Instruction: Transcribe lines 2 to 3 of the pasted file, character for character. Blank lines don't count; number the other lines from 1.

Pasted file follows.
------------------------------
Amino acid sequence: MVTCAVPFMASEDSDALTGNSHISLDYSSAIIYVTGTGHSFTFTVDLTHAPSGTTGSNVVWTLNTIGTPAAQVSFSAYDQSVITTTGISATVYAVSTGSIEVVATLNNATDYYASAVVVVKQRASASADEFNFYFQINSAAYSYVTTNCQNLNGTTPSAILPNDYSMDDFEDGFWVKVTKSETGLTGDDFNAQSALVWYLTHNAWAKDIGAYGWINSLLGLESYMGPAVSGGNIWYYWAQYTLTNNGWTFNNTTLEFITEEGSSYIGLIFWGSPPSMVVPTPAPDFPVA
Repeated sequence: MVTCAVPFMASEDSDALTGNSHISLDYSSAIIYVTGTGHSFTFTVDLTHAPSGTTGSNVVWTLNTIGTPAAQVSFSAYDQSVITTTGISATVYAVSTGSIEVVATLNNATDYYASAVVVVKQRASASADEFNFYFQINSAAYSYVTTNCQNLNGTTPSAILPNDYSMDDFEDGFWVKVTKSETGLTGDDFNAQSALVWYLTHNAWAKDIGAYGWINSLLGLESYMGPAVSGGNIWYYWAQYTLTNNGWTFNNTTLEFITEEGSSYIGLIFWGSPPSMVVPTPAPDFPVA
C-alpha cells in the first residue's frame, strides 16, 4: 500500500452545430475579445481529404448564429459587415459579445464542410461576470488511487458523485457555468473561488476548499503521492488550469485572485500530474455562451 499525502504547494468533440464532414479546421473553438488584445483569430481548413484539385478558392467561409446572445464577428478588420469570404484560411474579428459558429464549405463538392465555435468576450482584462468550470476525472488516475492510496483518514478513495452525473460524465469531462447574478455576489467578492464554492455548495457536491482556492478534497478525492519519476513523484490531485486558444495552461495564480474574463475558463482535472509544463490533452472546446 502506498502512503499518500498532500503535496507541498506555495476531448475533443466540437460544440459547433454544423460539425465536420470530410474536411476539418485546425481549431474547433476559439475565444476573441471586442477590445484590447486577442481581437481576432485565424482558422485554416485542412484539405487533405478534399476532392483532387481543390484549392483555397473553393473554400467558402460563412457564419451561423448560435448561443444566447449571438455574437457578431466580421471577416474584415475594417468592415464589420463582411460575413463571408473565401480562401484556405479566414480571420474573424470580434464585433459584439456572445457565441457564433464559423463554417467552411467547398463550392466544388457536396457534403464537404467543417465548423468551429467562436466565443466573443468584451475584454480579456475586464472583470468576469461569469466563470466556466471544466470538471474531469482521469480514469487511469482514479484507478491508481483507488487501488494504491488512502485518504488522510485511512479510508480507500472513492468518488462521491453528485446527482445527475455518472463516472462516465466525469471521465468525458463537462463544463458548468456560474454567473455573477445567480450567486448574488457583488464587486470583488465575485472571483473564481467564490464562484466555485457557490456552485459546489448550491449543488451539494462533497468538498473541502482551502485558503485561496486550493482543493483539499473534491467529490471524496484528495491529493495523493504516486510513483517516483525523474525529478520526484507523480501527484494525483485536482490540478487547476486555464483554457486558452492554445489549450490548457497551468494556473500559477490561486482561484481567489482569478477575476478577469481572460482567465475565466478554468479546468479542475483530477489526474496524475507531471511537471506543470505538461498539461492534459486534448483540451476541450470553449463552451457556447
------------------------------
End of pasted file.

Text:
Repeated sequence: MVTCAVPFMASEDSDALTGNSHISLDYSSAIIYVTGTGHSFTFTVDLTHAPSGTTGSNVVWTLNTIGTPAAQVSFSAYDQSVITTTGISATVYAVSTGSIEVVATLNNATDYYASAVVVVKQRASASADEFNFYFQINSAAYSYVTTNCQNLNGTTPSAILPNDYSMDDFEDGFWVKVTKSETGLTGDDFNAQSALVWYLTHNAWAKDIGAYGWINSLLGLESYMGPAVSGGNIWYYWAQYTLTNNGWTFNNTTLEFITEEGSSYIGLIFWGSPPSMVVPTPAPDFPVA
C-alpha cells in the first residue's frame, strides 16, 4: 500500500452545430475579445481529404448564429459587415459579445464542410461576470488511487458523485457555468473561488476548499503521492488550469485572485500530474455562451 499525502504547494468533440464532414479546421473553438488584445483569430481548413484539385478558392467561409446572445464577428478588420469570404484560411474579428459558429464549405463538392465555435468576450482584462468550470476525472488516475492510496483518514478513495452525473460524465469531462447574478455576489467578492464554492455548495457536491482556492478534497478525492519519476513523484490531485486558444495552461495564480474574463475558463482535472509544463490533452472546446 502506498502512503499518500498532500503535496507541498506555495476531448475533443466540437460544440459547433454544423460539425465536420470530410474536411476539418485546425481549431474547433476559439475565444476573441471586442477590445484590447486577442481581437481576432485565424482558422485554416485542412484539405487533405478534399476532392483532387481543390484549392483555397473553393473554400467558402460563412457564419451561423448560435448561443444566447449571438455574437457578431466580421471577416474584415475594417468592415464589420463582411460575413463571408473565401480562401484556405479566414480571420474573424470580434464585433459584439456572445457565441457564433464559423463554417467552411467547398463550392466544388457536396457534403464537404467543417465548423468551429467562436466565443466573443468584451475584454480579456475586464472583470468576469461569469466563470466556466471544466470538471474531469482521469480514469487511469482514479484507478491508481483507488487501488494504491488512502485518504488522510485511512479510508480507500472513492468518488462521491453528485446527482445527475455518472463516472462516465466525469471521465468525458463537462463544463458548468456560474454567473455573477445567480450567486448574488457583488464587486470583488465575485472571483473564481467564490464562484466555485457557490456552485459546489448550491449543488451539494462533497468538498473541502482551502485558503485561496486550493482543493483539499473534491467529490471524496484528495491529493495523493504516486510513483517516483525523474525529478520526484507523480501527484494525483485536482490540478487547476486555464483554457486558452492554445489549450490548457497551468494556473500559477490561486482561484481567489482569478477575476478577469481572460482567465475565466478554468479546468479542475483530477489526474496524475507531471511537471506543470505538461498539461492534459486534448483540451476541450470553449463552451457556447